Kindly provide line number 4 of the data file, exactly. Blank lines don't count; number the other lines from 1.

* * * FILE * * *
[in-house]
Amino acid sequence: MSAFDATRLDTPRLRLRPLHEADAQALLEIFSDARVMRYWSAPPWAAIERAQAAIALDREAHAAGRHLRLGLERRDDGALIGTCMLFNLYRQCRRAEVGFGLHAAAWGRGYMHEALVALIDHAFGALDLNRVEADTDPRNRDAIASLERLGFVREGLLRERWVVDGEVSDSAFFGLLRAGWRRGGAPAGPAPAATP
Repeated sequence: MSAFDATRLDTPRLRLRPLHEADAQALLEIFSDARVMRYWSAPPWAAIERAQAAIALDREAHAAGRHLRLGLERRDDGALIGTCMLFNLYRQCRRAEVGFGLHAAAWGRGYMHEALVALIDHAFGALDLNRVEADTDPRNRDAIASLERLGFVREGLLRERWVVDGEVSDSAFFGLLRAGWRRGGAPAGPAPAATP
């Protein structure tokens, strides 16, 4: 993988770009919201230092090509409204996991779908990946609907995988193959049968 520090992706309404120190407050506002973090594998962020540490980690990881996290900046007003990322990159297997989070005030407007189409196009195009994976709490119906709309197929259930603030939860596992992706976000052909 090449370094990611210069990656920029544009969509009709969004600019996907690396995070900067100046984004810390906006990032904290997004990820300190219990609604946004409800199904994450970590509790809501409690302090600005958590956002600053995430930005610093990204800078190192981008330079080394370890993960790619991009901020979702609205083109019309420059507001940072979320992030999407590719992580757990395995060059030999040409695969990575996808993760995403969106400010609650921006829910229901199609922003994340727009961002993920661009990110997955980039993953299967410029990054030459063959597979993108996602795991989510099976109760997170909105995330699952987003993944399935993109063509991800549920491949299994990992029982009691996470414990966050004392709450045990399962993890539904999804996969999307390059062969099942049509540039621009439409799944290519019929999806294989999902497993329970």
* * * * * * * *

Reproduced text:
């Protein structure tokens, strides 16, 4: 993988770009919201230092090509409204996991779908990946609907995988193959049968 520090992706309404120190407050506002973090594998962020540490980690990881996290900046007003990322990159297997989070005030407007189409196009195009994976709490119906709309197929259930603030939860596992992706976000052909 090449370094990611210069990656920029544009969509009709969004600019996907690396995070900067100046984004810390906006990032904290997004990820300190219990609604946004409800199904994450970590509790809501409690302090600005958590956002600053995430930005610093990204800078190192981008330079080394370890993960790619991009901020979702609205083109019309420059507001940072979320992030999407590719992580757990395995060059030999040409695969990575996808993760995403969106400010609650921006829910229901199609922003994340727009961002993920661009990110997955980039993953299967410029990054030459063959597979993108996602795991989510099976109760997170909105995330699952987003993944399935993109063509991800549920491949299994990992029982009691996470414990966050004392709450045990399962993890539904999804996969999307390059062969099942049509540039621009439409799944290519019929999806294989999902497993329970």